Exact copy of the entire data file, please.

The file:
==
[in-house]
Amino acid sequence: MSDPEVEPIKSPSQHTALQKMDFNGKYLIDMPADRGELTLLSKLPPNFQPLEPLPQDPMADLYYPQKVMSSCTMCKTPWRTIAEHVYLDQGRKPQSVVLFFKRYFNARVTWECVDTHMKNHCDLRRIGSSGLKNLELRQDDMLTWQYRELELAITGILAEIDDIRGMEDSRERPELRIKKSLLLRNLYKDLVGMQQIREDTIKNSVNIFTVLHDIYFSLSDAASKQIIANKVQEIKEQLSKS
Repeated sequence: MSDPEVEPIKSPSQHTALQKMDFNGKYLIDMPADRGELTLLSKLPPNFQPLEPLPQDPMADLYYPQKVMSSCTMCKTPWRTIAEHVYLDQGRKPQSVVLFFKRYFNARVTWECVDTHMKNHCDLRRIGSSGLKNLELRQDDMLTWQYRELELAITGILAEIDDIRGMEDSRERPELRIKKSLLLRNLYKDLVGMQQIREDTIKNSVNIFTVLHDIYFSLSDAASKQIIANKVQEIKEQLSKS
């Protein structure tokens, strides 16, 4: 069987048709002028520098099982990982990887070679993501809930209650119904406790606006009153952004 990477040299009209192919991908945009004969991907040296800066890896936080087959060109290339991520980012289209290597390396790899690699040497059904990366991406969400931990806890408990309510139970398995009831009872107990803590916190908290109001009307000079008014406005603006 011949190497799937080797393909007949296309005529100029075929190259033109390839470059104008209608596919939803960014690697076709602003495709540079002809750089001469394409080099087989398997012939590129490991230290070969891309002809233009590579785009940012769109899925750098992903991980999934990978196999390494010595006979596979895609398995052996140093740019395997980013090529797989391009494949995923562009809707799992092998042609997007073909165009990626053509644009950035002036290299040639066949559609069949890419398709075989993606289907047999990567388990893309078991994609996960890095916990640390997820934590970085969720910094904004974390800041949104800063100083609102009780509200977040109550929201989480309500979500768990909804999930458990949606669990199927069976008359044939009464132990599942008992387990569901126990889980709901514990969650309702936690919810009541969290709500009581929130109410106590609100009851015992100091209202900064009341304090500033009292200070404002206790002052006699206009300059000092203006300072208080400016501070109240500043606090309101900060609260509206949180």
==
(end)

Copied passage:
[in-house]
Amino acid sequence: MSDPEVEPIKSPSQHTALQKMDFNGKYLIDMPADRGELTLLSKLPPNFQPLEPLPQDPMADLYYPQKVMSSCTMCKTPWRTIAEHVYLDQGRKPQSVVLFFKRYFNARVTWECVDTHMKNHCDLRRIGSSGLKNLELRQDDMLTWQYRELELAITGILAEIDDIRGMEDSRERPELRIKKSLLLRNLYKDLVGMQQIREDTIKNSVNIFTVLHDIYFSLSDAASKQIIANKVQEIKEQLSKS
Repeated sequence: MSDPEVEPIKSPSQHTALQKMDFNGKYLIDMPADRGELTLLSKLPPNFQPLEPLPQDPMADLYYPQKVMSSCTMCKTPWRTIAEHVYLDQGRKPQSVVLFFKRYFNARVTWECVDTHMKNHCDLRRIGSSGLKNLELRQDDMLTWQYRELELAITGILAEIDDIRGMEDSRERPELRIKKSLLLRNLYKDLVGMQQIREDTIKNSVNIFTVLHDIYFSLSDAASKQIIANKVQEIKEQLSKS
């Protein structure tokens, strides 16, 4: 069987048709002028520098099982990982990887070679993501809930209650119904406790606006009153952004 990477040299009209192919991908945009004969991907040296800066890896936080087959060109290339991520980012289209290597390396790899690699040497059904990366991406969400931990806890408990309510139970398995009831009872107990803590916190908290109001009307000079008014406005603006 011949190497799937080797393909007949296309005529100029075929190259033109390839470059104008209608596919939803960014690697076709602003495709540079002809750089001469394409080099087989398997012939590129490991230290070969891309002809233009590579785009940012769109899925750098992903991980999934990978196999390494010595006979596979895609398995052996140093740019395997980013090529797989391009494949995923562009809707799992092998042609997007073909165009990626053509644009950035002036290299040639066949559609069949890419398709075989993606289907047999990567388990893309078991994609996960890095916990640390997820934590970085969720910094904004974390800041949104800063100083609102009780509200977040109550929201989480309500979500768990909804999930458990949606669990199927069976008359044939009464132990599942008992387990569901126990889980709901514990969650309702936690919810009541969290709500009581929130109410106590609100009851015992100091209202900064009341304090500033009292200070404002206790002052006699206009300059000092203006300072208080400016501070109240500043606090309101900060609260509206949180």